Chronic thromboembolic pulmonary hypertension (CTEPH) is a rare disease that results from obstruction of the major pulmonary arteries by incompletely resolved or organized pulmonary emboli that have become incorporated into the pulmonary artery wall, eventually causing an increase in pulmonary vascular resistance. From 0.1 to 4.0% of patients recovering from acute pulmonary embolism develop CTEPH. Without intervention, CTEPH is a progressive and lethal disease for which there is no effective medical therapy. Pulmonary endarterectomy (PEA) is the treatment of choice. Careful pre- and postoperative management is essential for a successful outcome after PEA. Lung transplantation is indicated only in few cases when PEA is not feasible. In 1994, we started a program (in Pavia, Italy) in which members of a multidisciplinary team work closely with the aim of increasing experience in the challenging problems these patients present in the evaluative, surgical, and postoperative phases of their care. To date, 134 PEAs have been performed. Preoperatively, New York Heart Association (NYHA) class distribution was three class II, 56 class III, and 75 class IV patients, respectively; mean pulmonary artery pressure and pulmonary vascular resistance values were 47 ± 13 mm Hg and 1149 ± 535 dyn/s/cm-5, respectively. The overall operative mortality has been 9.7% (4.5% in 2004). Survival at 3-month, 1-year, and 3-year follow-up was 89.5 ± 2.6%, 87.8 ± 2.9%, and 83.3 ± 3.5%, respectively; this last rate was unchanged up to 10 years. After PEA, mean pulmonary artery pressure and pulmonary vascular resistance values were 25 it 9 mm Hg and 322 ± 229 dyn/s/cm-5, respectively, and these results were stable over time. At the 3-year follow-up, 94% of patients were in NYHA class I or II and were being treated with oral anticoagulants only.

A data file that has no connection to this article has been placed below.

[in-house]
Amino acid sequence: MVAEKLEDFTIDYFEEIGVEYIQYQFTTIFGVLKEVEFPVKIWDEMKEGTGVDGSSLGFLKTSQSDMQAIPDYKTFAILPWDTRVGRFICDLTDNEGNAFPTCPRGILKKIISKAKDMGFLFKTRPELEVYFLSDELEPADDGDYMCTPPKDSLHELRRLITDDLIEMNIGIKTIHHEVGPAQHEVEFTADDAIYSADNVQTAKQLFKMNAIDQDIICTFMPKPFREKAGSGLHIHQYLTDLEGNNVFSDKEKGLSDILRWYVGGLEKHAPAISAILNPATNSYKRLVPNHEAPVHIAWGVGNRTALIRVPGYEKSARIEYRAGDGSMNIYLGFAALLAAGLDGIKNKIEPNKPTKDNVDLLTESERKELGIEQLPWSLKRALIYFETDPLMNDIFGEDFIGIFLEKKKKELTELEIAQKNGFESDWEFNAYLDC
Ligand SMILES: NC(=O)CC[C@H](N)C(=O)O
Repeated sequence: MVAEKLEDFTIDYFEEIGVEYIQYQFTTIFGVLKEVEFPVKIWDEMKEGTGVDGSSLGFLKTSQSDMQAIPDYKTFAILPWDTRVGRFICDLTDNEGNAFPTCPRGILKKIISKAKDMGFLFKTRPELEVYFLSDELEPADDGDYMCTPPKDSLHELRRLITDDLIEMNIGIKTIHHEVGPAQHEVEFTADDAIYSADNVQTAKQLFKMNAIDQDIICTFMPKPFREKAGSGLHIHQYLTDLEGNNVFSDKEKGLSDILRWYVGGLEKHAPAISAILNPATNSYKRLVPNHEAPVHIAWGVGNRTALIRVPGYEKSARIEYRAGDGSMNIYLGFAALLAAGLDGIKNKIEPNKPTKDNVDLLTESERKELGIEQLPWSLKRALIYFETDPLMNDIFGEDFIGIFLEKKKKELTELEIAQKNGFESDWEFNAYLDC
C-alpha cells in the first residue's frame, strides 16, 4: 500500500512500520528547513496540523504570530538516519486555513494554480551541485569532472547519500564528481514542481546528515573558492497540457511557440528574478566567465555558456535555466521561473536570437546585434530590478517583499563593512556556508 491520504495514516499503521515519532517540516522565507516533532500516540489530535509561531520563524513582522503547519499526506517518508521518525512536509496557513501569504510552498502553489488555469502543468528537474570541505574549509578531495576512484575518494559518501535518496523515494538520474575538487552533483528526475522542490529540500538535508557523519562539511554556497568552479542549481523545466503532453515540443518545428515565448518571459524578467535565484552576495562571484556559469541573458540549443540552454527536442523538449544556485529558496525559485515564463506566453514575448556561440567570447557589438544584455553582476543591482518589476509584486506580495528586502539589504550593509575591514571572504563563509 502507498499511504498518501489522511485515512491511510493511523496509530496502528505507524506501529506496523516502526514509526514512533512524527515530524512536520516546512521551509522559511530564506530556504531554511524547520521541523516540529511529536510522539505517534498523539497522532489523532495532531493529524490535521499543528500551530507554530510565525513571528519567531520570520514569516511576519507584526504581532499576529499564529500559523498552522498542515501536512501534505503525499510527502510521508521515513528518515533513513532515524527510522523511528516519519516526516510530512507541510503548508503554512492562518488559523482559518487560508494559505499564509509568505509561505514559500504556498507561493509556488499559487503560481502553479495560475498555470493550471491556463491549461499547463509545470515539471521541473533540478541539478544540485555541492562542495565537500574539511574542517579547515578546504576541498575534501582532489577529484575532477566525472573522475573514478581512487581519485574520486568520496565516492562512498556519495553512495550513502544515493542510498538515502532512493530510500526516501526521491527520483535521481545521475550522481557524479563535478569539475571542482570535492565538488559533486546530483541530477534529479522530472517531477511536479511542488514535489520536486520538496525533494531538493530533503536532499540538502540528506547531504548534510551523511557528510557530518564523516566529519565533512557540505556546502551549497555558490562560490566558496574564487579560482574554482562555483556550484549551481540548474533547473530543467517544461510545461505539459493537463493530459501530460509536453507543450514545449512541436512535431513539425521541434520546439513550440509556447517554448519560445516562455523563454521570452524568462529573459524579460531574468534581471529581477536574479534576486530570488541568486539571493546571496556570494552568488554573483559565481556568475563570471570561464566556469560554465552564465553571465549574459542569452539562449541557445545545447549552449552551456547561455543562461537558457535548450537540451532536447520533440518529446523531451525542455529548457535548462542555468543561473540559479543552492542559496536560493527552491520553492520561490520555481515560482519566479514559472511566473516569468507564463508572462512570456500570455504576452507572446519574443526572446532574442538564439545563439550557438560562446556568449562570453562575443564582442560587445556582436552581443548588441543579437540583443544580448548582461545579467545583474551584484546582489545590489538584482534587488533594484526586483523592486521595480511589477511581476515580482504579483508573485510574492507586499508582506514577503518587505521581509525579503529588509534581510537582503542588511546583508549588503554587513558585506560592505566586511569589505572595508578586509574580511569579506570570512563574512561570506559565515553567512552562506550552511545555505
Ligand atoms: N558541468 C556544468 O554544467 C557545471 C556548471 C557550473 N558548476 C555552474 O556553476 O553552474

- Chronic pulmonary hypertension
- Lung transplantation
- Pulmonary endarterectomy
ASJC Scopus subject areas
- Cardiology and Cardiovascular Medicine